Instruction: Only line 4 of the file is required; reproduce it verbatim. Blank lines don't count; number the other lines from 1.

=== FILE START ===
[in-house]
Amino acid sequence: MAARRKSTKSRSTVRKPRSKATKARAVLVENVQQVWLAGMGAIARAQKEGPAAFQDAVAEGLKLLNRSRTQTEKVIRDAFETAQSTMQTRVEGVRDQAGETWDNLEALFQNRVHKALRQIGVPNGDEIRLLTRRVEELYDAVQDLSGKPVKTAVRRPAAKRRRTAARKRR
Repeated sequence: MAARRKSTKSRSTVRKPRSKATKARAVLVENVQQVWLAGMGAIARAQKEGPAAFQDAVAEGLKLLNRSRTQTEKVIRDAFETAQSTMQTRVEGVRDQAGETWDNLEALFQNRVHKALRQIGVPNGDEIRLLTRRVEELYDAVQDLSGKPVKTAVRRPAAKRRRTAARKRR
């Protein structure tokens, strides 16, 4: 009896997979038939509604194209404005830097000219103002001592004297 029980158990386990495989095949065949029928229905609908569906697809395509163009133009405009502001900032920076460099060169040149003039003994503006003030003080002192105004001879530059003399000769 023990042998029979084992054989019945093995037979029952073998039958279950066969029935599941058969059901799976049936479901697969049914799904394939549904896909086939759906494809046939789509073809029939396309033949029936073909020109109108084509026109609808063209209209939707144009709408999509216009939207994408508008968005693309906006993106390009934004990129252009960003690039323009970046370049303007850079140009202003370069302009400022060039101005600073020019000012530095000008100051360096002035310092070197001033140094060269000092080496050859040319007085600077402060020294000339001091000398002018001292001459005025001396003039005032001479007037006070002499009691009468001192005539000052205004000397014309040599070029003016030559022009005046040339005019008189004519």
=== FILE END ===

């Protein structure tokens, strides 16, 4: 009896997979038939509604194209404005830097000219103002001592004297 029980158990386990495989095949065949029928229905609908569906697809395509163009133009405009502001900032920076460099060169040149003039003994503006003030003080002192105004001879530059003399000769 023990042998029979084992054989019945093995037979029952073998039958279950066969029935599941058969059901799976049936479901697969049914799904394939549904896909086939759906494809046939789509073809029939396309033949029936073909020109109108084509026109609808063209209209939707144009709408999509216009939207994408508008968005693309906006993106390009934004990129252009960003690039323009970046370049303007850079140009202003370069302009400022060039101005600073020019000012530095000008100051360096002035310092070197001033140094060269000092080496050859040319007085600077402060020294000339001091000398002018001292001459005025001396003039005032001479007037006070002499009691009468001192005539000052205004000397014309040599070029003016030559022009005046040339005019008189004519």